§ 26. Mr. Skinner
To ask the Attorney-General when he last met the director of the Serious Fraud Office to discuss developments in the prosecution of City fraud; and if he will make a statement.
§ The Attorney-General (Sir Patrick Mayhew)
I met the director of the Serious Fraud Office on 13 February to discuss matters of departmental interest.
§ Mr. Skinner
When the Attorney-General discussed those matters with the director of the Serious Fraud Office, did he refer to the Harrods swindle and the fact that Graham Jones, the former financial adviser to that company, wrote two letters to the Governor of the Bank of England accusing Harrods of breaking banking regulations, but the Governor refused to reveal anything to a Committee of the House? Why are the Government afraid of taking on Harrods? Why does not the Attorney-General act? Are the Government frightened to death of the real owner of Harrods, the Sultan of Brunei, who bailed out the Government several years ago when the pound was down to near-parity with the dollar?
§ The Attorney-General
I am sure that the latter part of the question owes much more to ignorance than to malice. The question of Harrods did not feature in my recent discussion with the director. The hon. Gentleman will recall that the director of the Serious Fraud Office and the Director of Public Prosecutions made a joint statement in June or July last year stating that, following detailed examination by the Metropolitan police, the conclusion was that insufficient evidence was admissible for criminal proceedings to warrant a prosecution. Each director is always open to further evidence becoming available, but the Bank of England is its own enforcing authority.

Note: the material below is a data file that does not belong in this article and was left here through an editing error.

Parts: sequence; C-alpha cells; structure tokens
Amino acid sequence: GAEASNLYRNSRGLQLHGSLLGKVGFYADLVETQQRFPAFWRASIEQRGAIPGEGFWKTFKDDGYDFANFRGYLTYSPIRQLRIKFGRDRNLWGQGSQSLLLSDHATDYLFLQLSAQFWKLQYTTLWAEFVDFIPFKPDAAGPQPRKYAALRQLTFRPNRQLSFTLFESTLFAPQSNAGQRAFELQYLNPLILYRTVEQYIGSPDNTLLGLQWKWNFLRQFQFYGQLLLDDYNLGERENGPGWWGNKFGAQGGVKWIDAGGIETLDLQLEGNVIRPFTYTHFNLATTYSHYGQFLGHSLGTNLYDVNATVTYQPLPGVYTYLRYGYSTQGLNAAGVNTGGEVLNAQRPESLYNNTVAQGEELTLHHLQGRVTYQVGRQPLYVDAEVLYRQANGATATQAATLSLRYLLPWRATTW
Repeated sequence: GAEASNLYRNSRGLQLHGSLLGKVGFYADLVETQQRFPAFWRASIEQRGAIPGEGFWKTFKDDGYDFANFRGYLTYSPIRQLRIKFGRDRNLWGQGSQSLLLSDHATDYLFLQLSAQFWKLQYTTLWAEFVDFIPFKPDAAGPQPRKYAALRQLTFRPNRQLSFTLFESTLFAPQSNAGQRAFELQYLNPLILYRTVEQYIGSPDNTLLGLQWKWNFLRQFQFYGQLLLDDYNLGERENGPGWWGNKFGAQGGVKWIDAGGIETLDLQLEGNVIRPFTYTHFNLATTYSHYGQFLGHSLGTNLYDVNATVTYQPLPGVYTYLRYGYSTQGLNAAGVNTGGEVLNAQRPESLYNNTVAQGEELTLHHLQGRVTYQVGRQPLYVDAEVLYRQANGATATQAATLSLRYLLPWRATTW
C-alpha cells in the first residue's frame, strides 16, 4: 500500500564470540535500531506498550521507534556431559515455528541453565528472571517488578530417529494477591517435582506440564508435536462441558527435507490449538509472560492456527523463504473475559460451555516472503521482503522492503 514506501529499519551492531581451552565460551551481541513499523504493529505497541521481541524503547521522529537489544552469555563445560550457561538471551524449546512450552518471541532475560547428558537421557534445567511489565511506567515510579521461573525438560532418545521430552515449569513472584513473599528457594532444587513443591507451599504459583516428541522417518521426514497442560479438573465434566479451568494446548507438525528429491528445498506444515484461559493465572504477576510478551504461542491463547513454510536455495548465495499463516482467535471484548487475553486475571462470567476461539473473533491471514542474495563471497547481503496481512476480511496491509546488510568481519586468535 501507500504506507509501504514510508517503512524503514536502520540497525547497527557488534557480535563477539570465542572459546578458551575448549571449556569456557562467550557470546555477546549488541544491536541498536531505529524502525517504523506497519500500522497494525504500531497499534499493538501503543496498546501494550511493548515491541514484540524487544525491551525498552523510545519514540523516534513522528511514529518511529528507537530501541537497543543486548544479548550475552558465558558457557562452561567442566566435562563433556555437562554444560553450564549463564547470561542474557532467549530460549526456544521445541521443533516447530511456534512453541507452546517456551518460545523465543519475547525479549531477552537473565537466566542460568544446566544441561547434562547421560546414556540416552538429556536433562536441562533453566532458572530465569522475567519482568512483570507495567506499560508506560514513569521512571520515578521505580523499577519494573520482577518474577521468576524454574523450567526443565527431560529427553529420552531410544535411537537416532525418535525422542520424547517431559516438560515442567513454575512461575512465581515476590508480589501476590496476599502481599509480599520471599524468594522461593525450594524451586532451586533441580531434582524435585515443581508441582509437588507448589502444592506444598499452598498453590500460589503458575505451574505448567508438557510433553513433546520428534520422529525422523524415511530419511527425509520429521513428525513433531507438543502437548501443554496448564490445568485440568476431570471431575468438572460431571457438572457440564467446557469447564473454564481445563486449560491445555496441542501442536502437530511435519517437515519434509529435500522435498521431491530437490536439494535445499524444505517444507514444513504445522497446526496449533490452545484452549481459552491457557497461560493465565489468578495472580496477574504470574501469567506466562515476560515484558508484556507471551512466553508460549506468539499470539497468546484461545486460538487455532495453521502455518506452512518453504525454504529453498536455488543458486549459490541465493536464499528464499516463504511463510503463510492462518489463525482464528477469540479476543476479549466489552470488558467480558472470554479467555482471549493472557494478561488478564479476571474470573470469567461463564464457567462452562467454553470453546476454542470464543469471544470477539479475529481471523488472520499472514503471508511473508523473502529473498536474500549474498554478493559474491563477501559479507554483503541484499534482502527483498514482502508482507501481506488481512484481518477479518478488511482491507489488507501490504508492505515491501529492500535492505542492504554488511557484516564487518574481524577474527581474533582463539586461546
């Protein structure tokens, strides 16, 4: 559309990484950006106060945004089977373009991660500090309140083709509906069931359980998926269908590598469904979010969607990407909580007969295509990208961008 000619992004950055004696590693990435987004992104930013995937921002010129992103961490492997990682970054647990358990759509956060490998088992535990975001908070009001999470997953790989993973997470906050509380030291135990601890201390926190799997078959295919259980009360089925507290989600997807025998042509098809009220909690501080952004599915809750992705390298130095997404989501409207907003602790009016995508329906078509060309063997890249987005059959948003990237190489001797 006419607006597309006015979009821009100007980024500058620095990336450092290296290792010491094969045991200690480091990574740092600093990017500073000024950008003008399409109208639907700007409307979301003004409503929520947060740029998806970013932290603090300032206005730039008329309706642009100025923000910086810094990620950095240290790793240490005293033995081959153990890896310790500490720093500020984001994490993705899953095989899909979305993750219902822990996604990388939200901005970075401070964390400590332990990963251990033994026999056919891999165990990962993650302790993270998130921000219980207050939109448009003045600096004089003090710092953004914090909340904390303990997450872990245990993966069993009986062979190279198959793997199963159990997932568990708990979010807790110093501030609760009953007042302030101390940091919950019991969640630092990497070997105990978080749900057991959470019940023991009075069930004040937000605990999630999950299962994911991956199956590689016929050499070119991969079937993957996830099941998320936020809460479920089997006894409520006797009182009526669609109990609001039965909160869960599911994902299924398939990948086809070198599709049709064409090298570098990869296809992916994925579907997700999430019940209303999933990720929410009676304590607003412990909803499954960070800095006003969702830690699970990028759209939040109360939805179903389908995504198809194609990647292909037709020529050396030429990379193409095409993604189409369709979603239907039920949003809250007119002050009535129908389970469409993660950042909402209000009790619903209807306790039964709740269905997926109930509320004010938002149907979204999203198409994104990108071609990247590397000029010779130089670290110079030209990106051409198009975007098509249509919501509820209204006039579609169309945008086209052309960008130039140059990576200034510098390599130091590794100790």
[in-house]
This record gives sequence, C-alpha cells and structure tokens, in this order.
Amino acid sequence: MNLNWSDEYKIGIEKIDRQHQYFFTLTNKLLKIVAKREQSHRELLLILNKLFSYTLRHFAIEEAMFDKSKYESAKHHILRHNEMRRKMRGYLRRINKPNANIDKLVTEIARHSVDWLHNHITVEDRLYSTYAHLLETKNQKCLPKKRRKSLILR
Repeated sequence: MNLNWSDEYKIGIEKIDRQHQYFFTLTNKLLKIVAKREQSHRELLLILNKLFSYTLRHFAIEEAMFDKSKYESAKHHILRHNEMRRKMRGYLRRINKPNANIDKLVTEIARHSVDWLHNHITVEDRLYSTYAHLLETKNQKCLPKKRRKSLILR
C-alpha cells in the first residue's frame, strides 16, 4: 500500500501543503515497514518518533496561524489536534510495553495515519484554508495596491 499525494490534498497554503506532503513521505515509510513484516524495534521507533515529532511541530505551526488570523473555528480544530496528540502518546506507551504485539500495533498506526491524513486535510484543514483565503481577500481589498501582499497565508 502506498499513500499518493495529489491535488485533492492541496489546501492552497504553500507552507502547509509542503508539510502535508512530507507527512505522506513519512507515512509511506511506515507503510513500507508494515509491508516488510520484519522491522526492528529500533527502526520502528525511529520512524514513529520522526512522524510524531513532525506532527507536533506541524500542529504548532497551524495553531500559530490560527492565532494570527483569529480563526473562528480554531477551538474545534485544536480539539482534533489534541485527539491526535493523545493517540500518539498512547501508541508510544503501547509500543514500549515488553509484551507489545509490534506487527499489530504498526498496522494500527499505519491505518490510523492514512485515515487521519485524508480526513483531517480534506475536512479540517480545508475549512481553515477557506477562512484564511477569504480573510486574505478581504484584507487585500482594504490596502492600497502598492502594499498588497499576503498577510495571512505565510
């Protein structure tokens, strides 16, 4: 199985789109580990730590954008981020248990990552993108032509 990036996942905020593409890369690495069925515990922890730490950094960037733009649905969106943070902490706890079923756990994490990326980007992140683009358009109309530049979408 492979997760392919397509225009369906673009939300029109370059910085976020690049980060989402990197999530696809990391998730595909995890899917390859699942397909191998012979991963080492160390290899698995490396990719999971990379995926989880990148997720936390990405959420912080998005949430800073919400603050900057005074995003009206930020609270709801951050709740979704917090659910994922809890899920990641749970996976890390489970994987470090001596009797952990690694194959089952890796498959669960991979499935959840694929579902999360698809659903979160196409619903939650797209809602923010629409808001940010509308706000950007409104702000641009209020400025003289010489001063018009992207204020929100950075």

§ Mr. Hind
Does my right hon. and learned Friend agree that the director of the Serious Fraud Office and his staff have prosecuted a large number of offences of serious white collar fraud and that they have not regarded the importance of the defendant as a criterion in taking that person to court? One example was Guinness. Is not that a clear sign that people who commit serious white collar crime will be treated in exactly the same way as a burglar or a shoplifter?
§ The Attorney-General
My hon. Friend is absolutely right and I am grateful to him. In the two years that the Serious Fraud Office has operated, it has prosecuted to conviction more than two thirds of the people whom it has charged. The Government have been responsible for not only the introduction of the Serious Fraud Office, but before that—in the days before the Crown prosecution service—the introduction and resourcing of the fraud investigation group in the DPP's headquarters. The Government have also legislated for the confiscation of proceeds of crime. Of course, the prosecuting authorities pay no regard to personalities. That is the answer to those who endlessly snipe from a basis of ignorance at the Government's response to the challenge of fraud.